As a home organizer, I have that weird gene where I can walk into any home and immediately see where the pain points a client is experiencing. So when I became a mother I knew that, I would have no problem keeping all of the baby “stuff” under control. That part was easy.
As my kids began to walk, talk and eventually became teenagers (a trying time for us all- no sweat!), my efforts became futile. For example, my sixteen-year-old doesn’t want to clean her room until “science projects” begin to take space. Science projects? Oh yes, when wet towels don’t get hung up in the bathroom they begin to generate new strains of mold. Seriously, that happened. How’s that for family dynamics?
Jokes aside, decluttering and organizing space has kept the wheels from flying off. Helping those in need of a similar adjustment has had profound effects on household productivity as well as overall happiness. It will take effort to get everyone on board, but once in place, these become habits. Implementing these recommendations is a great place for busy moms to start.
Job wheels or charts help create the perfect visual for little ones.
Alternatively, there are many chore applications to choose from.
Set rewards for assigned jobs every day.
i) Personally, I can’t catch or throw, so offering to practice tee-ball or shoot hoops wasn’t in my toolbox. However, I am a great cook and up until age six I could get my kids to do anything if I offered to make a batch of chocolate chip cookies. After that, cash became king.
Shared Family Calendars
Physical wall calendars can serve as a family reminder on a fridge or as a dining room addition. Get creative and have your kids make their own pictures to create personal meaning. Here are some ideas to get you started.
Busy families really appreciate an electronic calendar where they can set daily reminders. Just be sure these alerts don’t get set to silent.
Word to the wise? Push forward on the eye rollers who don’t want to take part and do it anyway. Kids eventually model our behavior one day you may hear them say, “I get my organization from my mom or dad”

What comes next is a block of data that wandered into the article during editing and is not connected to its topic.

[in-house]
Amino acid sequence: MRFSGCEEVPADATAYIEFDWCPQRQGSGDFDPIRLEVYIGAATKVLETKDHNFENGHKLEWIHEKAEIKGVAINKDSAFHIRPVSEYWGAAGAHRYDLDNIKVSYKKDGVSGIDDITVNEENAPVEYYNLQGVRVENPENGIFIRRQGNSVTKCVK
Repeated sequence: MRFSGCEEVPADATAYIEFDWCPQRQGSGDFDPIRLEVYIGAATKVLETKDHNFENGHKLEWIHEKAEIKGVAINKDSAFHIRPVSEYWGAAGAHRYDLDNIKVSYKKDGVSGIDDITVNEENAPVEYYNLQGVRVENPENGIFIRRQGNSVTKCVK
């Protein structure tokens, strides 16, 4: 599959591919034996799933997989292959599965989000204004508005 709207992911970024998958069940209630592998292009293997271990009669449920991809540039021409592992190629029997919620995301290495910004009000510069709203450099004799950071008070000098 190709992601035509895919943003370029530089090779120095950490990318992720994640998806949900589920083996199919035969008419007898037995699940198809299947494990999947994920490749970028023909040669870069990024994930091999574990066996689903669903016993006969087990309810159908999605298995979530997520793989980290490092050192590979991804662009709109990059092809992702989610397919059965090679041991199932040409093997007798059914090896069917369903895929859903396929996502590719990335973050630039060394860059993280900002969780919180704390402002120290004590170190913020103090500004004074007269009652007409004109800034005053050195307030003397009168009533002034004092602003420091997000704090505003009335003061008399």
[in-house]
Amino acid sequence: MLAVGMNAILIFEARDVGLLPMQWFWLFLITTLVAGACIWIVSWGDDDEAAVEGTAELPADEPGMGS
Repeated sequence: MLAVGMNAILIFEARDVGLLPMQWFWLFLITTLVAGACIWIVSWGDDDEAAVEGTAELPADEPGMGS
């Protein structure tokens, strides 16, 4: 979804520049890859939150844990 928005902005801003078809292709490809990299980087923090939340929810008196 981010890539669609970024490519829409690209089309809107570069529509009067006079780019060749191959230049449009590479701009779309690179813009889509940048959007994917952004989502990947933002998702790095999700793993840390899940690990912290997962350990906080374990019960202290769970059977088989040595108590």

Create Spaces For Everything
If you sort things by categories (i.e. school supplies, mail, books/magazines, etc.), then create logical spaces and appropriate storage solutions. Follow the same system throughout the house for daily use items or seasonal items.
Make things easily accessible by dedicating lower shelves or cubbies to the little ones. They are then given autonomy to pack their own bag and are held responsible for keeping it organized.
Label it all. To avoid the “I can’t find my __ anywhere!” last minute shuffle, make things apparent with sticky tape for you and your child's sake!
Purge, Edit, and Declutter
A challenge for us all, we have to become better at tossing things. Whether it’s too small, too big, stained, damaged or just has outlived its purpose, it’s time to say goodbye.
Keep a bin in the garage. Once it is filled, bring it to a donation center, or use applications like NextDoor to sell your unwanted goods.
Call a family meeting and declare a “routine reboot.” Create reasonable expectations based on each family member's obligations.
If your family will be implementing online school, learn to get up at the same time, get dressed, have breakfast and get to their work station five minutes ahead of time; just as they would in a normal class setting.
Try waking up a half-hour early before the rest of the household. Use that time to set your intention for the day.
Make your bed every morning. Taking this step has proven to be the best way to start your day. I mention this repeatedly to clients. While everybody has their own reason to abide by the cardinal rule, it is best explained by Navy Seal Admiral William McRaven.
My bottom line to clients? Breathe! The stress of day-to-day life will not get any easier if you are depleting oxygen making its way to your brain! Yoga or meditation practices serve as a reminder for your family to take mini breaks. Given our current circumstances, being mindful of one another will help to make positive change. Home organization cannot be attained without focus, memory and discipline. With a little persistence and cooperation you can successfully unlock the harmony you’re looking for.
Written By: Beth Blacker, Professional home organizer and owner of It's Just Stuff